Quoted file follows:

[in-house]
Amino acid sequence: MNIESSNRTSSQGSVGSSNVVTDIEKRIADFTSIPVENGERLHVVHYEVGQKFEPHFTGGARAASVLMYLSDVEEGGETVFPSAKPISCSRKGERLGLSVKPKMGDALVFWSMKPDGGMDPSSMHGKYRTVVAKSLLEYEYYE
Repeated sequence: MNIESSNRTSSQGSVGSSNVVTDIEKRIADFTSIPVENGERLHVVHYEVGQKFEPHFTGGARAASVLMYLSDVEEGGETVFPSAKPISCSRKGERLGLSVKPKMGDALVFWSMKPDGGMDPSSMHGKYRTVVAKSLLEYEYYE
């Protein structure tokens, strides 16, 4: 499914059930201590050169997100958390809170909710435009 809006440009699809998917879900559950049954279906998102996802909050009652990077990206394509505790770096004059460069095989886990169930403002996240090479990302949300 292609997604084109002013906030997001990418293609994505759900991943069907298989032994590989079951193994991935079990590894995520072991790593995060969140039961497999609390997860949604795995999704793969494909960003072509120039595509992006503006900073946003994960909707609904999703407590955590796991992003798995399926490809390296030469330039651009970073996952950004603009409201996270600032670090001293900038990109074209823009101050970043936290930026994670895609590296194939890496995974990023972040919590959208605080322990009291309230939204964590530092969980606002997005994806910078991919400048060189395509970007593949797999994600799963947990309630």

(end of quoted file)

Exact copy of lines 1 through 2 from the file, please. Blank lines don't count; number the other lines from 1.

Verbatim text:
[in-house]
Amino acid sequence: MNIESSNRTSSQGSVGSSNVVTDIEKRIADFTSIPVENGERLHVVHYEVGQKFEPHFTGGARAASVLMYLSDVEEGGETVFPSAKPISCSRKGERLGLSVKPKMGDALVFWSMKPDGGMDPSSMHGKYRTVVAKSLLEYEYYE